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The Enterprise:
Web Services Support by Sun, Oracle and Others

  Column published in DMReview.com
May 1, 2003
  By Clive Finkelstein

This month we discuss the Web services integrated development environment (IDE) support from Sun, Oracle, a number of ERP vendors, Borland, Business Objects and others.

Sun: The Sun Open Net Environment (Sun.ONE) is being developed to support Web services, as an answer to Microsoft .NET. The Sun Web services IDE product is Sun ONE Studio 4 IDE. It simplifies application development using the Java2 Platform and Enterprise Edition technologies such as Enterprise Java Beans (EJB), with deployment to leading J2EE application servers. The foundation for this product is NetBeans, an open source tools platform.

Sun ONE Studio 4 IDE provides full support for the Web services standards, with SOAP and WSDL capabilities that allow developers to generate SOAP-RPC interfaces for EJB technology. The definition and binding of SOAP-RPC interfaces to EJB methods is wizard-driven with automatic code generation, exposing these interfaces as parts of Web services on demand. The runtime infrastructure needed to access EJBs via SOAP is also created, eliminating the need to hand-code these interfaces. Visit http://www.sun.com/ and search using: Web services, SOAP, WSDL and UDDI. Many relevant ONE links are available.

Oracle ERP: Oracle9i Application Server provides support for SOAP, WSDL and UDDI, together with JDeveloper Java tools for developing Web services. Oracle9i Application Server includes wireless applications for e-mail, contacts and calendar, as well as support for voice applications developed on any voice platform. Oracle has used the Oracle9i Application Server Web services capabilities to integrate business logic more effectively across the applications that make up the Oracle11i Application Suite. Visit Oracle at http://www.oracle.com/ and search using the aforementioned key words.

ERP Vendors: Most ERP vendors are moving rapidly into the provision of Web services for real-time access to specific functionality components. Oracle, PeopleSoft and SAP recognize that Web services provide a very effective foundation to better integrate applications within their own suites. For example, in 2002 PeopleSoft added Web services support to its toolkits so they understand SOAP, WSDL and UDDI. Visit http://www.peoplesoft.com/.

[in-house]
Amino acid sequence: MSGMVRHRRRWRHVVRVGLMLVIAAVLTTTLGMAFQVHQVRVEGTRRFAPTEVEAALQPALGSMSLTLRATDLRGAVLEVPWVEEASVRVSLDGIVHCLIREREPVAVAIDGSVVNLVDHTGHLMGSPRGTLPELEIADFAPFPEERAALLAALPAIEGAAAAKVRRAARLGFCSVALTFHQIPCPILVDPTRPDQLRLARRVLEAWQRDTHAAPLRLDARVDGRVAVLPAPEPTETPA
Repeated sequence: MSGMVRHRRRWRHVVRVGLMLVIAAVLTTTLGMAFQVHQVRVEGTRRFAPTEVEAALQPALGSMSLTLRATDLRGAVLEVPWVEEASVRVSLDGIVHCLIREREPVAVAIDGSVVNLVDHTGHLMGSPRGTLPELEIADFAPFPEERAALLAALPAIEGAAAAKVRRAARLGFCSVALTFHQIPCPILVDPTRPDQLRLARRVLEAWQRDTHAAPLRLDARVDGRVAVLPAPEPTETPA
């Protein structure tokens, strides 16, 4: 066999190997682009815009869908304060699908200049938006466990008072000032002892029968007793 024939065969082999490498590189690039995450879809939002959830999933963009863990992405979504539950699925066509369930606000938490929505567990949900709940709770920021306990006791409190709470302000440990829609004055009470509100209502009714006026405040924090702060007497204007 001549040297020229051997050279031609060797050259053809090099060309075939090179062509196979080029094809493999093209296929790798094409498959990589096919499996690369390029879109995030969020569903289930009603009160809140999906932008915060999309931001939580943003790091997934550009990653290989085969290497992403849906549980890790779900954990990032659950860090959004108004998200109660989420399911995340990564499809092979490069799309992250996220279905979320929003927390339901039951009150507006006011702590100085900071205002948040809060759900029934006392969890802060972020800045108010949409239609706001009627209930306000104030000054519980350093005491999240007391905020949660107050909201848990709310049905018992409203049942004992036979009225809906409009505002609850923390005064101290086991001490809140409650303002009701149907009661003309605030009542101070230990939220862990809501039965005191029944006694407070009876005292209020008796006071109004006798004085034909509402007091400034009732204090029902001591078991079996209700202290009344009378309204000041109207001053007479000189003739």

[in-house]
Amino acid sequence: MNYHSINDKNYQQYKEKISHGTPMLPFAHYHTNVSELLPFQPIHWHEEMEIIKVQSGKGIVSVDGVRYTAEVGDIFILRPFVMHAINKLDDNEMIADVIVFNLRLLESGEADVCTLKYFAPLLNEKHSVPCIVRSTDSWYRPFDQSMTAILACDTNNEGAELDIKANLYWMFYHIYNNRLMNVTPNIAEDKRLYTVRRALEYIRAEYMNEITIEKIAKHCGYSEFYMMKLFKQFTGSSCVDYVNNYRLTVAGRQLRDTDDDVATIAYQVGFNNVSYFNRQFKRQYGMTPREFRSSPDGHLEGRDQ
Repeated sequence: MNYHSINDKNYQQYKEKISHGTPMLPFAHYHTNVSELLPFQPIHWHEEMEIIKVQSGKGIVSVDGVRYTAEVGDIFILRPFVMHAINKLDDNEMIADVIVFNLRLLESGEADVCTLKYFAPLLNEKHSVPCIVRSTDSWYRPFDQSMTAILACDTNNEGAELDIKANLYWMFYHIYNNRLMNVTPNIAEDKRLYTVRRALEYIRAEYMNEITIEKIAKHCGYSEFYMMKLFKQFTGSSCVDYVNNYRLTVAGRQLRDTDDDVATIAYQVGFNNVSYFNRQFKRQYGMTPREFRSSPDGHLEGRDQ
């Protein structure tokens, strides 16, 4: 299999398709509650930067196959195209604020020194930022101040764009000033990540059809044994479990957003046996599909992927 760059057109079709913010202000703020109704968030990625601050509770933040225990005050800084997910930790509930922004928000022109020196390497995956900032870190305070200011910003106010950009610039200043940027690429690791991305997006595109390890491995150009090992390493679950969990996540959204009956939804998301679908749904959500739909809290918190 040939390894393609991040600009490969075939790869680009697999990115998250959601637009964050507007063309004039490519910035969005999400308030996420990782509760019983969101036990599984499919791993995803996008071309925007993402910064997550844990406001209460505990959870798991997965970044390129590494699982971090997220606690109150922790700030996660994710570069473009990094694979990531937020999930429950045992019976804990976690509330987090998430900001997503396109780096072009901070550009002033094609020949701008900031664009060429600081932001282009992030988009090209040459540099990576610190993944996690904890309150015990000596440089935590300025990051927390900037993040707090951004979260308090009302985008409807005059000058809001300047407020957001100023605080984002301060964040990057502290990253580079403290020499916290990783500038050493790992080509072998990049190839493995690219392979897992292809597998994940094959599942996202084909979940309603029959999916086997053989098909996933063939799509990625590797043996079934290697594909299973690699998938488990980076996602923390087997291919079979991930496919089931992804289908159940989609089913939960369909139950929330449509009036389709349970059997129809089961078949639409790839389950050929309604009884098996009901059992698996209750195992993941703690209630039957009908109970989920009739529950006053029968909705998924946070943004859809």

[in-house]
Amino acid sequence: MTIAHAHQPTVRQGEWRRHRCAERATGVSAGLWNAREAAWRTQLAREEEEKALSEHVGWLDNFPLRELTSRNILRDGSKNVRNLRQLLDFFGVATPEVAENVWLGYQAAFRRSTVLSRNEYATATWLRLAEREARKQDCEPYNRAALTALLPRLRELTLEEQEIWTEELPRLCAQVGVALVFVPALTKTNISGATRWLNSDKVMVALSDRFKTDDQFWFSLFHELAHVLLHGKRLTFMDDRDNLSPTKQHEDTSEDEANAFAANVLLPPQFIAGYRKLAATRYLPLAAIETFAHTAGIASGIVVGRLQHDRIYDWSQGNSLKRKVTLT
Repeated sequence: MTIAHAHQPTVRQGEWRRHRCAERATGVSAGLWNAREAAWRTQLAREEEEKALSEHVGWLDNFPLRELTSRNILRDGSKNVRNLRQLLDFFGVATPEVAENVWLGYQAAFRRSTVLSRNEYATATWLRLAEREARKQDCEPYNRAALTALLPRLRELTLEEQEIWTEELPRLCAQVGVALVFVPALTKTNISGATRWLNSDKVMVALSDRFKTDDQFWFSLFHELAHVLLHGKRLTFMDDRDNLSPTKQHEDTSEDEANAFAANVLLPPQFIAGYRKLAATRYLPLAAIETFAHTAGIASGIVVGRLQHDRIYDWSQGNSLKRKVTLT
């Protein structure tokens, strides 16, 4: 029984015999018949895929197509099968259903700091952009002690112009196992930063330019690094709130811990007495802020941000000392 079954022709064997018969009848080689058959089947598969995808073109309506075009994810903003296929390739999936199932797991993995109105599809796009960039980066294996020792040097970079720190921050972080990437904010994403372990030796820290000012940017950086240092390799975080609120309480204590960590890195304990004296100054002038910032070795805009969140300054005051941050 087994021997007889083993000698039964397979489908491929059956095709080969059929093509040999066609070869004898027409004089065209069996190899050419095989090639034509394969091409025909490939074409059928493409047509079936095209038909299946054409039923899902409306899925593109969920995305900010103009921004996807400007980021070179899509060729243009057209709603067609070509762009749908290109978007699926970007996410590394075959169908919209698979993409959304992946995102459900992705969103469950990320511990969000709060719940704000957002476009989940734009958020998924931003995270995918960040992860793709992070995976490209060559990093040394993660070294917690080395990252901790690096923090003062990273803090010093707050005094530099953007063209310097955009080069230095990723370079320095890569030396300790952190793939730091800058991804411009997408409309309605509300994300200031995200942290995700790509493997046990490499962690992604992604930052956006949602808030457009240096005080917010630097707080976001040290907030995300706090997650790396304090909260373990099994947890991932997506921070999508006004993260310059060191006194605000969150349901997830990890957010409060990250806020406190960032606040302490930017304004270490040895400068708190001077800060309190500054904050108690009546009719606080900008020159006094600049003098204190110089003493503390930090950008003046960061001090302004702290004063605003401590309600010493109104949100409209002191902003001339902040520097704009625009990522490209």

In 2001, SAP started implementing a Java capability into SAP's Application Server, designed to execute concurrently with its own ABAP programming language. It will allow SAP to build application components with Web service capabilities into its products to enable users to switch easily between Java- and SAP-centric applications and Web services. Visit http://www.sap.com/.

Borland: Based on the success of Delphi as a development platform using Pascal for Windows applications, this development capability has been moved to the Linux environment with the release by Borland of Kylix Enterprise 2.0. Kylix is a fast, visual development toolset that is based directly on Delphi. With Web services and XML support, Kylix offers the benefit of code-sharing, object- library and project-file sharing with Delphi. Code can be ported between both platforms and recompiled.

Kylix includes BizSnap, which builds Web services interfaces into existing applications. Kylix provides full support for building SOAP connectors with UDDI, WSDL generation and XML tools for binding XML data to application objects with transformation mapping. It also includes WebSnap tools for developing Web-based applications on Apache and CGI-enabled Web servers. DataSnap provides database-enabling support for applications. Wizards are provided for development of CORBA-based clients and servers, with database drivers for Oracle, DB2, MySQL, Interbase and MyBase, a native XML database. Visit http://www.borland.com/.

Business Objects: BusinessObjects is an integrated business intelligence (BI) toolset and platform. BusinessObjects Analytics is a suite of enterprise analytic applications. The BusinessObjects Web services SDK provides a high-level capability for building BI Web services. It exposes BusinessObjects InfoView functionality, plus the ability to drill on a chart or table, as Web services. This BI information can be delivered to a browser, PC, mobile phone or PDA. Two BI Web service development frameworks are available: one to build Web services for Microsoft .NET and one to build Web Services for J2EE and Java environments. Additional details on InfoView and other products can be found at http://www.businessobjects.com/products/infoview/. The BusinessObjects Web services SDK Users Guide provides further detail.

Other Vendors: TechMetrix provides an extensive directory of Web services vendors and products at http://www.techmetrix.com/trendmarkers/techmetrixwsd.php. IBM maintains an up-to-date list of Web services tools and products at http://www- 106.ibm.com/developerworks/views/webservices/tools.jsp.


For more information on related topics visit the following related portals...
Web Services.

Clive Finkelstein, the father of information engineering (IE), is an international consultant and an instructor. He is the managing director of Information Engineering Services Pty Ltd (IES) in Australia. You may contact Clive Finkelstein by e-mail at cfink@ies.aust.com.

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